Kanteibyo Temple (関帝廟) is a spiritual landmark in Yokohama’s Chinatown. It shines like a beacon of faith with its vibrant red exterior and intricate detailing. Dragon statues stand above the entrance with poised bodies and open mouths, fiercely guarding the temple. The interior is decorated ornately with gold designs, wordlessly speaking of the temple’s significance. In the center sits a statue of Guan Yu, a famous military general turned deity who is immortalized in the historical Chinese novel, Romance of the Three Kingdoms. Worshippers pray to Guan Yu for business and financial prosperity. History Founded in 1862, Kanteibyo was allegedly created when a Chinese migrant brought a statue of Guan Yu to Japan. The temple started humbly as a small shrine but expanded over the years thanks to donations from devout worshippers. Kanteibyo’s history was a turbulent one, as it stood witness to numerous calamities. In 1923, the temple was destroyed by an earthquake; years later it was damaged in 1945 during World War II air raids; and in 1986, it burned down due to an unsolved fire incident. After each destructive event, the town united to rebuild the temple, reflecting the residents’ deep sense of community and connection with each other and the temple. Today Kanteibyo has become entrenched in Chinatown’s legacy and is a frequented site by residents and tourists alike for prayer and admiration. The temple is dedicated to seven deities, all of which--except the Jade Emperor who is symbolized by the ceiling--are represented by lavishly adorned statues. These deities include the Jade Emperor, Guan Yu, Di Mu Niang Niang, Zhou Cang, Guan Ping, Guan Yin, and Fu De Zheng Shen. Centered in the temple is Guan Yu’s statue, which is red-faced, long bearded, and cloaked in brightly-colored attire. The most common way of praying involves the use of incense sticks. While fire is prohibited in the main shrine, worshippers can light the incense sticks outside and place them in five burners corresponding to the shrine’s deities. After lighting the incense, practicers enter the main building and pray to the deities in a specific order. Temple assistants can also help people tell their fortunes with the use of divination moon blocks. The temple holds celebratory events throughout the year with the most popular ones being on New Year, Lunar New Year, and Guan Yu’s birthday. These spectacles are filled with traditional Chinese performances such as lion and dragon dances.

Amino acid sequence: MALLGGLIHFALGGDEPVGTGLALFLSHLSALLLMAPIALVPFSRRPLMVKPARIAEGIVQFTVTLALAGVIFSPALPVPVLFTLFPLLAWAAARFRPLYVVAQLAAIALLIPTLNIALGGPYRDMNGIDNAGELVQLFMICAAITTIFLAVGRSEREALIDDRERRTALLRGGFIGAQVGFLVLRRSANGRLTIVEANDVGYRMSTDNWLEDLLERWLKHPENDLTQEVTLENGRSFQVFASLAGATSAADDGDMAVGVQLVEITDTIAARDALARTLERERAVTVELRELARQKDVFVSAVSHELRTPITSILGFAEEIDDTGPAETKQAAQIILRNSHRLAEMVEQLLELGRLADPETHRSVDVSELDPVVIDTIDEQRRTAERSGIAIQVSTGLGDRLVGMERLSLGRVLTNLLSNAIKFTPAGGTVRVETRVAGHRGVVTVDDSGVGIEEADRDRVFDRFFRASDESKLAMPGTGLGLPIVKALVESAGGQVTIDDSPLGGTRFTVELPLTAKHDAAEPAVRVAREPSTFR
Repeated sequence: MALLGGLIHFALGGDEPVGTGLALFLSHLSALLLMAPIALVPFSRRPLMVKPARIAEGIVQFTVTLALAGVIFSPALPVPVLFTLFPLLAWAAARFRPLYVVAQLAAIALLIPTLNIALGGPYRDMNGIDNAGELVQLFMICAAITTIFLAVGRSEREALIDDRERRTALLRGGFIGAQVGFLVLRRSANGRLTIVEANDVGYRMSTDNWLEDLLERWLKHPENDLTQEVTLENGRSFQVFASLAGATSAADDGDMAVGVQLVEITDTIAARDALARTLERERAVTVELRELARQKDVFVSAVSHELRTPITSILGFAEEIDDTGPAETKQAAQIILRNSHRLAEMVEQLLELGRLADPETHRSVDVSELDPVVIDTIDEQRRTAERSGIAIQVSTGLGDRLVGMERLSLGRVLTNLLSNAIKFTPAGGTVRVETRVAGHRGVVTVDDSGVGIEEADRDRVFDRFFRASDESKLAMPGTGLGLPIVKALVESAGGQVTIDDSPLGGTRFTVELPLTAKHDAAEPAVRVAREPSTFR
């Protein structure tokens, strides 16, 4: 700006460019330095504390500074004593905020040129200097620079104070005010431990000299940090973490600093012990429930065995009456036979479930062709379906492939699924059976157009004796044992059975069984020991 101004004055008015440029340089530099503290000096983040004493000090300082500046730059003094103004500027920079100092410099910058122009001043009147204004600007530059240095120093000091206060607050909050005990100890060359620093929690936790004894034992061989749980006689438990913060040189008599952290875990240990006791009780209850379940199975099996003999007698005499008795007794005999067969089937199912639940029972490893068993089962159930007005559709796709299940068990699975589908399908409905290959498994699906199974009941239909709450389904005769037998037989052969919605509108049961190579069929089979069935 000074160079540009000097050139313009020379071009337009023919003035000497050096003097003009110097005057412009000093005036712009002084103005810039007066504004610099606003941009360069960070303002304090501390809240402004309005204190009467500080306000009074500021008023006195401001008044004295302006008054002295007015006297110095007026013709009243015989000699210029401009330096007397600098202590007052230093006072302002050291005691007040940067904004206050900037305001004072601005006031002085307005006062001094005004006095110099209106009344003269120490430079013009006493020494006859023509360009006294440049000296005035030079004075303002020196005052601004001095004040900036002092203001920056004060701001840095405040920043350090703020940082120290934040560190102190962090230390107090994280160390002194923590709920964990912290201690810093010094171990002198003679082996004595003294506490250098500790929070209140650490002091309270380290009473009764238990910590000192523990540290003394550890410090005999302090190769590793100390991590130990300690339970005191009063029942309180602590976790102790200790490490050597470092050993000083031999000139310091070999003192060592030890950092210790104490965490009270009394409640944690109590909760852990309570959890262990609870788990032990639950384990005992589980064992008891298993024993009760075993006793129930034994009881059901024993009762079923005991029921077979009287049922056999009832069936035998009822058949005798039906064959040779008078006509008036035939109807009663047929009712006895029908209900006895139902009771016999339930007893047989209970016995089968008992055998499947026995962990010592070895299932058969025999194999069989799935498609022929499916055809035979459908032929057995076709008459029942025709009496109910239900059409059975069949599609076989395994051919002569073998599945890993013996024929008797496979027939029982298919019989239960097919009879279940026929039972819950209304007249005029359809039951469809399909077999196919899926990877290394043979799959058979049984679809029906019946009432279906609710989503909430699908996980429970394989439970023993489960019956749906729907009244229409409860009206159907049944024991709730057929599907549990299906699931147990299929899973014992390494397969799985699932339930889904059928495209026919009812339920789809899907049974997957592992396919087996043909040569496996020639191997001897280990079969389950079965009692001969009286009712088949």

The NYK Maritime Museum is a museum in Naka-ku, Yokohama, Kanagawa Prefecture, Japan, dedicated to the maritime history of Japan and of the museum's operator, shipping company Nippon Yūsen Kabushiki Kaisha. It was opened in 1993. [Wikipedia]